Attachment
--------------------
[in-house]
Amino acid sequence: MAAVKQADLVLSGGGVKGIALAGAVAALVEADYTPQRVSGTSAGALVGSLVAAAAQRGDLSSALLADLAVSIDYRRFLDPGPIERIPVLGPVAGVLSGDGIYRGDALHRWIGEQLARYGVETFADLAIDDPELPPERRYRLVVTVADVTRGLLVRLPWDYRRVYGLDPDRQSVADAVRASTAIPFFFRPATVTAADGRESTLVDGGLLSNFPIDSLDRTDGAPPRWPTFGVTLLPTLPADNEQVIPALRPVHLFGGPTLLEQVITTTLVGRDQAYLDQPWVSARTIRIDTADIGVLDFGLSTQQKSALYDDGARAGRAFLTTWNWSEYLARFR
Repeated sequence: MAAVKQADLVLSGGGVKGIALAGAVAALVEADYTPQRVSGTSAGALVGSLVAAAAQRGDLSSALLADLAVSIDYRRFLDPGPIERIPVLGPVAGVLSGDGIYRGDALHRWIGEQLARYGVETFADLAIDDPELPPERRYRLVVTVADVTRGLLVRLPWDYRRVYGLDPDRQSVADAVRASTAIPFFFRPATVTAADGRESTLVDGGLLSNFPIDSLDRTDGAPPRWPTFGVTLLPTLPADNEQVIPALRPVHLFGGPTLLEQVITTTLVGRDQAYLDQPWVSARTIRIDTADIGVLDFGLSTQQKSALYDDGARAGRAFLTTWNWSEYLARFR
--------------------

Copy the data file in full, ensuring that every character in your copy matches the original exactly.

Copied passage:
[in-house]
Amino acid sequence: MAAVKQADLVLSGGGVKGIALAGAVAALVEADYTPQRVSGTSAGALVGSLVAAAAQRGDLSSALLADLAVSIDYRRFLDPGPIERIPVLGPVAGVLSGDGIYRGDALHRWIGEQLARYGVETFADLAIDDPELPPERRYRLVVTVADVTRGLLVRLPWDYRRVYGLDPDRQSVADAVRASTAIPFFFRPATVTAADGRESTLVDGGLLSNFPIDSLDRTDGAPPRWPTFGVTLLPTLPADNEQVIPALRPVHLFGGPTLLEQVITTTLVGRDQAYLDQPWVSARTIRIDTADIGVLDFGLSTQQKSALYDDGARAGRAFLTTWNWSEYLARFR
Repeated sequence: MAAVKQADLVLSGGGVKGIALAGAVAALVEADYTPQRVSGTSAGALVGSLVAAAAQRGDLSSALLADLAVSIDYRRFLDPGPIERIPVLGPVAGVLSGDGIYRGDALHRWIGEQLARYGVETFADLAIDDPELPPERRYRLVVTVADVTRGLLVRLPWDYRRVYGLDPDRQSVADAVRASTAIPFFFRPATVTAADGRESTLVDGGLLSNFPIDSLDRTDGAPPRWPTFGVTLLPTLPADNEQVIPALRPVHLFGGPTLLEQVITTTLVGRDQAYLDQPWVSARTIRIDTADIGVLDFGLSTQQKSALYDDGARAGRAFLTTWNWSEYLARFR